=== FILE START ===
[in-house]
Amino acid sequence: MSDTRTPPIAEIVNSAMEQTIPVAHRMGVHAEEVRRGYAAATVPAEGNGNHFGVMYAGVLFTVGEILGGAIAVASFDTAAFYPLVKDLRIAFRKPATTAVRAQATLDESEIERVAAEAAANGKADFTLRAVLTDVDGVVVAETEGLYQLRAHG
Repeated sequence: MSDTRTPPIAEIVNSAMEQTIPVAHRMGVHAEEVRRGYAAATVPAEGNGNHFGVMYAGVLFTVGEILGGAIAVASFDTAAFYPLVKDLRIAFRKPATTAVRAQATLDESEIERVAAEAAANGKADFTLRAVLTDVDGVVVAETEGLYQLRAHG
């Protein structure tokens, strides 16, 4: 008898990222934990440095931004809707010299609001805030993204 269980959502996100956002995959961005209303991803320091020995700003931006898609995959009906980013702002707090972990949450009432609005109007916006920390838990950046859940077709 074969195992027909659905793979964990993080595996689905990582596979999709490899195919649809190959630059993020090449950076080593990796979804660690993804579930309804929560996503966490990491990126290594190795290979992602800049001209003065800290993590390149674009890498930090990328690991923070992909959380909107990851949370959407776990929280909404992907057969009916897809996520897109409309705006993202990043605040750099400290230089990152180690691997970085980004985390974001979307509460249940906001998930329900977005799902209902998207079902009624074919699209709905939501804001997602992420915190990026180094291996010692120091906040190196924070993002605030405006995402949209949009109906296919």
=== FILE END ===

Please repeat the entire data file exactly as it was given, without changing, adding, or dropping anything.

[in-house]
Amino acid sequence: MSDTRTPPIAEIVNSAMEQTIPVAHRMGVHAEEVRRGYAAATVPAEGNGNHFGVMYAGVLFTVGEILGGAIAVASFDTAAFYPLVKDLRIAFRKPATTAVRAQATLDESEIERVAAEAAANGKADFTLRAVLTDVDGVVVAETEGLYQLRAHG
Repeated sequence: MSDTRTPPIAEIVNSAMEQTIPVAHRMGVHAEEVRRGYAAATVPAEGNGNHFGVMYAGVLFTVGEILGGAIAVASFDTAAFYPLVKDLRIAFRKPATTAVRAQATLDESEIERVAAEAAANGKADFTLRAVLTDVDGVVVAETEGLYQLRAHG
């Protein structure tokens, strides 16, 4: 008898990222934990440095931004809707010299609001805030993204 269980959502996100956002995959961005209303991803320091020995700003931006898609995959009906980013702002707090972990949450009432609005109007916006920390838990950046859940077709 074969195992027909659905793979964990993080595996689905990582596979999709490899195919649809190959630059993020090449950076080593990796979804660690993804579930309804929560996503966490990491990126290594190795290979992602800049001209003065800290993590390149674009890498930090990328690991923070992909959380909107990851949370959407776990929280909404992907057969009916897809996520897109409309705006993202990043605040750099400290230089990152180690691997970085980004985390974001979307509460249940906001998930329900977005799902209902998207079902009624074919699209709905939501804001997602992420915190990026180094291996010692120091906040190196924070993002605030405006995402949209949009109906296919």